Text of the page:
Last week the WWF conservation group accused coffee growers of clearing land in the Bukit Barisan Selatan National Park, a World Heritage Site in southern Sumatra, claiming that illegal coffee growing could make tigers, elephants and rhinos extinct in the area over the next ten years.
The group also said that over 19,600 tons of illegally grown coffee are blended with legally grown beans every year for sale to food and drink multinationals.
Yesterday, in an official statement, the Lampung provincial government denied the allegations, explaining that preventive measures have been taken against illegal land clearing in the protected forest.
‘The data issued by WWF was from 2003-2004, while the current condition is much better,’ the statement said. ‘Only a small part of the protected forest has been illegally cut down to grow coffee and other plants, but it has not been increasing.’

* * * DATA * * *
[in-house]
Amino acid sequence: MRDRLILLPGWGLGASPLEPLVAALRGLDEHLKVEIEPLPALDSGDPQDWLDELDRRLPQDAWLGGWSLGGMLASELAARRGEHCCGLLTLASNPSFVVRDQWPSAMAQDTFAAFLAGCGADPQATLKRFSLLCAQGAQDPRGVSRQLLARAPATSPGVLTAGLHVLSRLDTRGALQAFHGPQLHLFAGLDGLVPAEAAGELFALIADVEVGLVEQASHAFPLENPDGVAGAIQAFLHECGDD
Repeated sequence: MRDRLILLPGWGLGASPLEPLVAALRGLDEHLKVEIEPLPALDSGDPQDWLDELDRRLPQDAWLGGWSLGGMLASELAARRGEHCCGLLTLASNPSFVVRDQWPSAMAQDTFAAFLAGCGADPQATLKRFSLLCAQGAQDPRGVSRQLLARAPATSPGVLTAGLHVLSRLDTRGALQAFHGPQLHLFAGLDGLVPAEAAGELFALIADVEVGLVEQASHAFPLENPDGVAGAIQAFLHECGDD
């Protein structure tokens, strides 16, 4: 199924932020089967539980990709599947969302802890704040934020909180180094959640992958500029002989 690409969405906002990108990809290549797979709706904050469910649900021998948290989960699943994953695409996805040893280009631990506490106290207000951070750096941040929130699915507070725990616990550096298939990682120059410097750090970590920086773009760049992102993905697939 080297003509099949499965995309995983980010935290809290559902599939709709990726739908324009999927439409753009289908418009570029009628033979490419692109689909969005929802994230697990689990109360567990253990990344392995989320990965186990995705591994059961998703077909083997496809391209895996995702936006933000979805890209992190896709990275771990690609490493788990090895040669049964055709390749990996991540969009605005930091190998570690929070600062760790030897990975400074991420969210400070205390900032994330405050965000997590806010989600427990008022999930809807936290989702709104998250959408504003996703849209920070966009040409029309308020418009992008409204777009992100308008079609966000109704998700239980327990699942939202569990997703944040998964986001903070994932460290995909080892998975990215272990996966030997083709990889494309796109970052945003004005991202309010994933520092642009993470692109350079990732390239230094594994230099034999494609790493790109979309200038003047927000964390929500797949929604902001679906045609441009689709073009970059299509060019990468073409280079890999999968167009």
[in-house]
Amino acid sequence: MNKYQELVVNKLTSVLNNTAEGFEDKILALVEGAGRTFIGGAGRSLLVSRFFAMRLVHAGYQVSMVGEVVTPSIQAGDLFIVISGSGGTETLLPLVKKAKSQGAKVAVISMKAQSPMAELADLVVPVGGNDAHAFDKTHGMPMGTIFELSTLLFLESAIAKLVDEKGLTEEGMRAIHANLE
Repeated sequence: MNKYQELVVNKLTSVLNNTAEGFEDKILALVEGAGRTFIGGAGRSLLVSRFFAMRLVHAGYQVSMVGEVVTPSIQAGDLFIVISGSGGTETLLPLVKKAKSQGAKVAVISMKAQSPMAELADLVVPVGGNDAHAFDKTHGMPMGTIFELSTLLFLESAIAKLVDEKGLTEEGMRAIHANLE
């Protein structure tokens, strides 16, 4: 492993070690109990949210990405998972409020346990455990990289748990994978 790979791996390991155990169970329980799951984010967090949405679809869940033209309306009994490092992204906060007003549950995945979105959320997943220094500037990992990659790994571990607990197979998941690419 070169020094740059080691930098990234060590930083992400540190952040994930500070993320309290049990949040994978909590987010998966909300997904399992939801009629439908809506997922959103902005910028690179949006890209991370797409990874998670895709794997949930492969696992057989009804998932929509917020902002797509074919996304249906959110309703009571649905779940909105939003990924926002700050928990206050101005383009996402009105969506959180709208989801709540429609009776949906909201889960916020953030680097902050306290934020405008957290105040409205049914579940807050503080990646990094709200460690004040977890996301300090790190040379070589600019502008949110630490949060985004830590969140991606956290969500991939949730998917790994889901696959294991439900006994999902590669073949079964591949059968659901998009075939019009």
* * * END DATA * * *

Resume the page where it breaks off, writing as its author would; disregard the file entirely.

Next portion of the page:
The provincial government has also asked the Indonesian Coffee Exporters Association not to buy coffee beans suspected of being grown within the national park’s boundaries.
Indonesia is the second-largest robusta coffee producing nation in the world after Vietnam, and the provinces of Lampung, South Sumatra and Bengkulu are responsible for 75% of Indonesia’s total coffee bean output.
The Jakarta Post